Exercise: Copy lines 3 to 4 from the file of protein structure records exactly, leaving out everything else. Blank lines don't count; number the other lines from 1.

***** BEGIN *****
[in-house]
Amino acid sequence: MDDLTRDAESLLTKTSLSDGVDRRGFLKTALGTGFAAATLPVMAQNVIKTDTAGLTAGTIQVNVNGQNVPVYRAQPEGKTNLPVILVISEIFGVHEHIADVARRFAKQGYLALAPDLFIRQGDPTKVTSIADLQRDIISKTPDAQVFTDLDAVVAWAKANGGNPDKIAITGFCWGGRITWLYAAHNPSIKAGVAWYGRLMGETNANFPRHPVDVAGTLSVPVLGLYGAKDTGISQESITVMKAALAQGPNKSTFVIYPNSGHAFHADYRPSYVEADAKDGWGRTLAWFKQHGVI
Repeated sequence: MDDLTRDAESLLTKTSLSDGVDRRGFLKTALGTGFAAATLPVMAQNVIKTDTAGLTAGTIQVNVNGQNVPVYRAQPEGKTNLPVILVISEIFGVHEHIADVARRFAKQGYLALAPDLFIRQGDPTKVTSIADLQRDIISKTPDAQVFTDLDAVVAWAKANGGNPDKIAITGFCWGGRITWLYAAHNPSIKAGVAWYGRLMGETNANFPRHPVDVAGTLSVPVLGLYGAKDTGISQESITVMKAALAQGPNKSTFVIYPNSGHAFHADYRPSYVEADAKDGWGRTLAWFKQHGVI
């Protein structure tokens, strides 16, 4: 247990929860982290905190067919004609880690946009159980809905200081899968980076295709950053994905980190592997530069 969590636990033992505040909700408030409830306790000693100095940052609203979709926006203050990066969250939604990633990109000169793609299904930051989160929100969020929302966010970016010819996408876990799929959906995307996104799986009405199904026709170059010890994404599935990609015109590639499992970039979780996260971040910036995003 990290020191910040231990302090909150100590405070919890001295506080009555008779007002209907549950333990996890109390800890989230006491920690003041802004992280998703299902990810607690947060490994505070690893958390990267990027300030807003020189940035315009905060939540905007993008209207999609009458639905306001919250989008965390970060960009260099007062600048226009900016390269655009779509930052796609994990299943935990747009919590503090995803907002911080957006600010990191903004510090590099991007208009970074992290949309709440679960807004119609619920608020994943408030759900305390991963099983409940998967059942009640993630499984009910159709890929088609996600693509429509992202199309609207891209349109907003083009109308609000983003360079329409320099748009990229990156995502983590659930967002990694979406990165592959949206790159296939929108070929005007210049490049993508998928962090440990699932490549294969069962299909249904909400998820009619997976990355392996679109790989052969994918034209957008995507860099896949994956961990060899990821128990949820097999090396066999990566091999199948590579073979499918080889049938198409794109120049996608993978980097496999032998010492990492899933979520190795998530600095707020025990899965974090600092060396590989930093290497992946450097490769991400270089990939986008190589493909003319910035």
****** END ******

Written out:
Repeated sequence: MDDLTRDAESLLTKTSLSDGVDRRGFLKTALGTGFAAATLPVMAQNVIKTDTAGLTAGTIQVNVNGQNVPVYRAQPEGKTNLPVILVISEIFGVHEHIADVARRFAKQGYLALAPDLFIRQGDPTKVTSIADLQRDIISKTPDAQVFTDLDAVVAWAKANGGNPDKIAITGFCWGGRITWLYAAHNPSIKAGVAWYGRLMGETNANFPRHPVDVAGTLSVPVLGLYGAKDTGISQESITVMKAALAQGPNKSTFVIYPNSGHAFHADYRPSYVEADAKDGWGRTLAWFKQHGVI
């Protein structure tokens, strides 16, 4: 247990929860982290905190067919004609880690946009159980809905200081899968980076295709950053994905980190592997530069 969590636990033992505040909700408030409830306790000693100095940052609203979709926006203050990066969250939604990633990109000169793609299904930051989160929100969020929302966010970016010819996408876990799929959906995307996104799986009405199904026709170059010890994404599935990609015109590639499992970039979780996260971040910036995003 990290020191910040231990302090909150100590405070919890001295506080009555008779007002209907549950333990996890109390800890989230006491920690003041802004992280998703299902990810607690947060490994505070690893958390990267990027300030807003020189940035315009905060939540905007993008209207999609009458639905306001919250989008965390970060960009260099007062600048226009900016390269655009779509930052796609994990299943935990747009919590503090995803907002911080957006600010990191903004510090590099991007208009970074992290949309709440679960807004119609619920608020994943408030759900305390991963099983409940998967059942009640993630499984009910159709890929088609996600693509429509992202199309609207891209349109907003083009109308609000983003360079329409320099748009990229990156995502983590659930967002990694979406990165592959949206790159296939929108070929005007210049490049993508998928962090440990699932490549294969069962299909249904909400998820009619997976990355392996679109790989052969994918034209957008995507860099896949994956961990060899990821128990949820097999090396066999990566091999199948590579073979499918080889049938198409794109120049996608993978980097496999032998010492990492899933979520190795998530600095707020025990899965974090600092060396590989930093290497992946450097490769991400270089990939986008190589493909003319910035």